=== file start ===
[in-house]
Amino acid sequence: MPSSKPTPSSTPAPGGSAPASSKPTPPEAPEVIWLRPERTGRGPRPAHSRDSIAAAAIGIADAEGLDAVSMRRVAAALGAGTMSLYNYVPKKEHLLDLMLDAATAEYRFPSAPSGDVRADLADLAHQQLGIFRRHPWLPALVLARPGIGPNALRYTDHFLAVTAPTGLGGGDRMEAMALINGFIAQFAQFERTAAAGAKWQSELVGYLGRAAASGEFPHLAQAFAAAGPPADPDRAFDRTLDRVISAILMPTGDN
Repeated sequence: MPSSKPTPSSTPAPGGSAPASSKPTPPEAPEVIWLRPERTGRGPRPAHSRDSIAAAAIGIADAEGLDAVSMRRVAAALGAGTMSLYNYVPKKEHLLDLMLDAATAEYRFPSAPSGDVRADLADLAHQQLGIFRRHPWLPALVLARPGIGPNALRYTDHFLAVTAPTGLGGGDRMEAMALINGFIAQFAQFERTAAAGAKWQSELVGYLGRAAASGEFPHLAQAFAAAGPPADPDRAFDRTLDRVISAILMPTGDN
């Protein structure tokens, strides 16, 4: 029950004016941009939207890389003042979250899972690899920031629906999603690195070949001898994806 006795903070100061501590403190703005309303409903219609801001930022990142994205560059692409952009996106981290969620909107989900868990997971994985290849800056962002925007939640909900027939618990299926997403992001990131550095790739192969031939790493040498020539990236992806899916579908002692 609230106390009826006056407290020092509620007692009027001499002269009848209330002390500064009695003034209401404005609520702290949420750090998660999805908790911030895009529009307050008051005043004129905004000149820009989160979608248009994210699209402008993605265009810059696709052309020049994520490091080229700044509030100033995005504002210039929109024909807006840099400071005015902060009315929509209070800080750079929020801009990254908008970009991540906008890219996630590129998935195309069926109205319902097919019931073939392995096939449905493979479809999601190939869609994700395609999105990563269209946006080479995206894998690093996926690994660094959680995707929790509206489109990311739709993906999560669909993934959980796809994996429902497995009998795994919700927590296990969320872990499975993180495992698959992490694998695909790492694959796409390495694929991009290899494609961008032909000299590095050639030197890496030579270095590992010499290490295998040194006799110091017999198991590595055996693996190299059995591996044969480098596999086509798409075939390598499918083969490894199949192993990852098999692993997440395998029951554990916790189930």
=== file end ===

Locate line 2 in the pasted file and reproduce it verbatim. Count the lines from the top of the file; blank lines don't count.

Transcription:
Amino acid sequence: MPSSKPTPSSTPAPGGSAPASSKPTPPEAPEVIWLRPERTGRGPRPAHSRDSIAAAAIGIADAEGLDAVSMRRVAAALGAGTMSLYNYVPKKEHLLDLMLDAATAEYRFPSAPSGDVRADLADLAHQQLGIFRRHPWLPALVLARPGIGPNALRYTDHFLAVTAPTGLGGGDRMEAMALINGFIAQFAQFERTAAAGAKWQSELVGYLGRAAASGEFPHLAQAFAAAGPPADPDRAFDRTLDRVISAILMPTGDN